Arcelor Mittal South Africa, the embattled subsidiary of Indian steel magnate Lakshmi Mittal's global steel empire, may get a lifeline from its empowerment partner Likamva Resources which is willing to increase its stake in Africa's biggest steel producer.
Arcelor Mittal South Africa, the embattled subsidiary of Indian steel magnate Lakshmi Mittal’s global steel empire, may get a lifeline from its empowerment partner Likamva Resources which is willing to increase its stake in Africa’s biggest steel producer. Arcelor Mittal South Africa (AMSA), born out of Mittal’s buyout of state steel manufacturer Iscor more than a decade ago after the steel magnate first rescued it from total collapse, last made a profit seven years ago. After a peak in the middle of 2008, AMSA’s share price has seen a 98 per cent drop. Even though AMSA produces about 70 per cent of South Africa’s steel, the current recession in the country as well as cheaper Chinese imports have seen it take a battering.
Last year, there was urgent government intervention after Mittal’s threatened closure of one of its plants put the lives of the entire town of Vanderbijlpark, south of Johannesburg, in jeopardy through unemployment. Now AMSA’s Black economic empowerment partner Likamva Resources (LR) says it is willing to increase its 17 per cent stake in Africa’s biggest steel producer despite its loss- making record, the weekly Sunday Times reported.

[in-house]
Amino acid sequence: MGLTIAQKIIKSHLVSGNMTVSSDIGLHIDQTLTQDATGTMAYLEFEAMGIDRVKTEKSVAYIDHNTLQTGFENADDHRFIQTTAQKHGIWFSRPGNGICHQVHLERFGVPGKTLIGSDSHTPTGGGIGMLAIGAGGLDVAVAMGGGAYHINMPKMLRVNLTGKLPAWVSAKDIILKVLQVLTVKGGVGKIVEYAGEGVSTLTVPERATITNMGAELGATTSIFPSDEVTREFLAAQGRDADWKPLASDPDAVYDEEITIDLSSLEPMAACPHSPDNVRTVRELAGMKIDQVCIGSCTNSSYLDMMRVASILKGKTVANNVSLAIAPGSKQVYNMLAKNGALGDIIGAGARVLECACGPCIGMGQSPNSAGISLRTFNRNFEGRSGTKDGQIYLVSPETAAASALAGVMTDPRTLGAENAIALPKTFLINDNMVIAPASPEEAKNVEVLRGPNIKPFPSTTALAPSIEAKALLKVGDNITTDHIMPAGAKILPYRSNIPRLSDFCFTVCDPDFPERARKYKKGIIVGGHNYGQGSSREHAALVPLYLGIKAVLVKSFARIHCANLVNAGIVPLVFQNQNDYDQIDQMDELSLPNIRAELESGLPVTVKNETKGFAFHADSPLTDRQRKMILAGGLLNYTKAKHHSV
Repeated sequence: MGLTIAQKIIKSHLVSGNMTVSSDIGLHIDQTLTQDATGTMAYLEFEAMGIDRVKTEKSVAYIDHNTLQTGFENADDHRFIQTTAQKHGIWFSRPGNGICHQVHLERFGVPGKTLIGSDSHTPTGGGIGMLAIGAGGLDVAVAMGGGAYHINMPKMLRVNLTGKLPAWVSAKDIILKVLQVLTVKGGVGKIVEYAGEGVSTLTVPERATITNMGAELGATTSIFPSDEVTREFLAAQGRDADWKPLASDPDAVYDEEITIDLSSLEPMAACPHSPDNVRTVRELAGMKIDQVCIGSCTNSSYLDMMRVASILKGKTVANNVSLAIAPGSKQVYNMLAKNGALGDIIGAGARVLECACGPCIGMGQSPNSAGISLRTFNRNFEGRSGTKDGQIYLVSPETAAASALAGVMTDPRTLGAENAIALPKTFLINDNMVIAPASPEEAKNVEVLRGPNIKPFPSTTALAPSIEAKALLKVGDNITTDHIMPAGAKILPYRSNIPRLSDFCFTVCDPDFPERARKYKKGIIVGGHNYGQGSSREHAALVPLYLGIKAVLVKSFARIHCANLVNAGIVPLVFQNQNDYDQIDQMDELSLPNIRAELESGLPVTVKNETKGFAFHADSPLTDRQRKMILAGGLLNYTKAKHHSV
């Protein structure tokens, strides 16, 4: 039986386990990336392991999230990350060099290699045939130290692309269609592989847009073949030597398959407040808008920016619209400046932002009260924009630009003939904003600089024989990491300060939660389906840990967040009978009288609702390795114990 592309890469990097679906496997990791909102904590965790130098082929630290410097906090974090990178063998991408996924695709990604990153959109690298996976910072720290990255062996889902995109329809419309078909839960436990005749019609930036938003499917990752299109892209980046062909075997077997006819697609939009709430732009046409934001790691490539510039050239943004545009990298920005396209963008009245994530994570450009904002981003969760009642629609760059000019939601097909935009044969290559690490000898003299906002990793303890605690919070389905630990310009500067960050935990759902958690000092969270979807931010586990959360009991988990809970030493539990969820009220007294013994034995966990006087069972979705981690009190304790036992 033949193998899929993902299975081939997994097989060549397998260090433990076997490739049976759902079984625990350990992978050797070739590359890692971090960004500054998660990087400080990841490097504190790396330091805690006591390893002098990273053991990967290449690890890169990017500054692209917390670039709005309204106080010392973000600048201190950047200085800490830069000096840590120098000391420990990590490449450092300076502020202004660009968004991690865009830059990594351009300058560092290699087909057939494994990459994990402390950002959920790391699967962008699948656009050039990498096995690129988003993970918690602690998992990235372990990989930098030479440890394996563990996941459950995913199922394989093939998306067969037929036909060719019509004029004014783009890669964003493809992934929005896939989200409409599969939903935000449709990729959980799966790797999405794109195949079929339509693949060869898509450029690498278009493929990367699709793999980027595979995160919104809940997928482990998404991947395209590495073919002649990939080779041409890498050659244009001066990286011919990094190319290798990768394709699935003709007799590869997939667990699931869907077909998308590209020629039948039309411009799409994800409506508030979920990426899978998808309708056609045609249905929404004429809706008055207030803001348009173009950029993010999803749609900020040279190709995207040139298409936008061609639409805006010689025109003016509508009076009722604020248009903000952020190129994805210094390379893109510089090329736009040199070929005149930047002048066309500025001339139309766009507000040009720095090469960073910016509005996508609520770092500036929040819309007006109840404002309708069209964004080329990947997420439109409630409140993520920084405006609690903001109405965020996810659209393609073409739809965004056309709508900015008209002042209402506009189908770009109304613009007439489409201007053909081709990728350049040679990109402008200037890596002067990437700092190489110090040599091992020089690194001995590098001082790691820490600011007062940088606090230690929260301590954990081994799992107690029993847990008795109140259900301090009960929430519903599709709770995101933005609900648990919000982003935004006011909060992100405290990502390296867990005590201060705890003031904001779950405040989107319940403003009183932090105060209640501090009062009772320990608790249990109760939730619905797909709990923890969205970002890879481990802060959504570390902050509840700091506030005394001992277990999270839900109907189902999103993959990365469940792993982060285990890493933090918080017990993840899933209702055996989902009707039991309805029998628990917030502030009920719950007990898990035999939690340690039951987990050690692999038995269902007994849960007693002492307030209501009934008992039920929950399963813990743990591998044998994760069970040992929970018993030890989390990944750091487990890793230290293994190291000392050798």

Noluthando Gosa, a partner at LR, told the weekly that if resources and funds permitted it, the company would inject the capital needed to help AMSA. But any changes in this increased shareholding would have to be sanctioned by the company’s London-based parent.
Amid speculation about a possible sell-off, AMSA remained optimistic about its prospects in the face of these challenges. “Several initiatives are under review by AMSA’s executive team to improve the company’s performance,” an AMSA spokesman said.
Analysts appeared to concur that it would not be viable to sell AMSA.
Wade Napier at Avior Capital Markets gave two reasons for this – the hard work Mittal had done in securing an operating licence in South Africa; and the fact that any sale was likely to involve a significant discount demand. Makwe Masilela at BP Bernstein suggested that AMSA might just need to sell off parts of its business and secure the support of the government. Such support has already come in the form of safeguard duties on imports, due to be implemented in the second half of this year, which AMSA is banking on to help grow its earnings.